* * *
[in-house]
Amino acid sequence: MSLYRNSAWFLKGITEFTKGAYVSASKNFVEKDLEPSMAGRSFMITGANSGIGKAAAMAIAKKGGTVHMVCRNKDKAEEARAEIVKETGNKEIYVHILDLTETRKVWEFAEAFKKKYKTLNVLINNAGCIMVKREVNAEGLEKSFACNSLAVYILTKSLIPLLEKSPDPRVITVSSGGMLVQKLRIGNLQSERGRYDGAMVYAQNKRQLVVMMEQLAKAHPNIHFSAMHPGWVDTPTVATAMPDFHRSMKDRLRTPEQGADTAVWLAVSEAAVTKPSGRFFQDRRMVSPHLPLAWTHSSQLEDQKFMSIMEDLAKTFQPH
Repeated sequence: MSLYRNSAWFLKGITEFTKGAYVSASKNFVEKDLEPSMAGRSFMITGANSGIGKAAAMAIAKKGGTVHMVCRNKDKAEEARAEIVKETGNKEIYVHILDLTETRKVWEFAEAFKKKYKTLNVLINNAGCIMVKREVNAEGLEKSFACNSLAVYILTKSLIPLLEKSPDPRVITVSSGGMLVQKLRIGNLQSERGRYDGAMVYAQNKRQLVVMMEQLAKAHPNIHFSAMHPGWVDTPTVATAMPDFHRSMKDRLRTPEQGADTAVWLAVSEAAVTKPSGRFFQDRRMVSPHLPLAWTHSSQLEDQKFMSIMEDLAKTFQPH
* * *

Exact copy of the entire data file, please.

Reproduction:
[in-house]
Amino acid sequence: MSLYRNSAWFLKGITEFTKGAYVSASKNFVEKDLEPSMAGRSFMITGANSGIGKAAAMAIAKKGGTVHMVCRNKDKAEEARAEIVKETGNKEIYVHILDLTETRKVWEFAEAFKKKYKTLNVLINNAGCIMVKREVNAEGLEKSFACNSLAVYILTKSLIPLLEKSPDPRVITVSSGGMLVQKLRIGNLQSERGRYDGAMVYAQNKRQLVVMMEQLAKAHPNIHFSAMHPGWVDTPTVATAMPDFHRSMKDRLRTPEQGADTAVWLAVSEAAVTKPSGRFFQDRRMVSPHLPLAWTHSSQLEDQKFMSIMEDLAKTFQPH
Repeated sequence: MSLYRNSAWFLKGITEFTKGAYVSASKNFVEKDLEPSMAGRSFMITGANSGIGKAAAMAIAKKGGTVHMVCRNKDKAEEARAEIVKETGNKEIYVHILDLTETRKVWEFAEAFKKKYKTLNVLINNAGCIMVKREVNAEGLEKSFACNSLAVYILTKSLIPLLEKSPDPRVITVSSGGMLVQKLRIGNLQSERGRYDGAMVYAQNKRQLVVMMEQLAKAHPNIHFSAMHPGWVDTPTVATAMPDFHRSMKDRLRTPEQGADTAVWLAVSEAAVTKPSGRFFQDRRMVSPHLPLAWTHSSQLEDQKFMSIMEDLAKTFQPH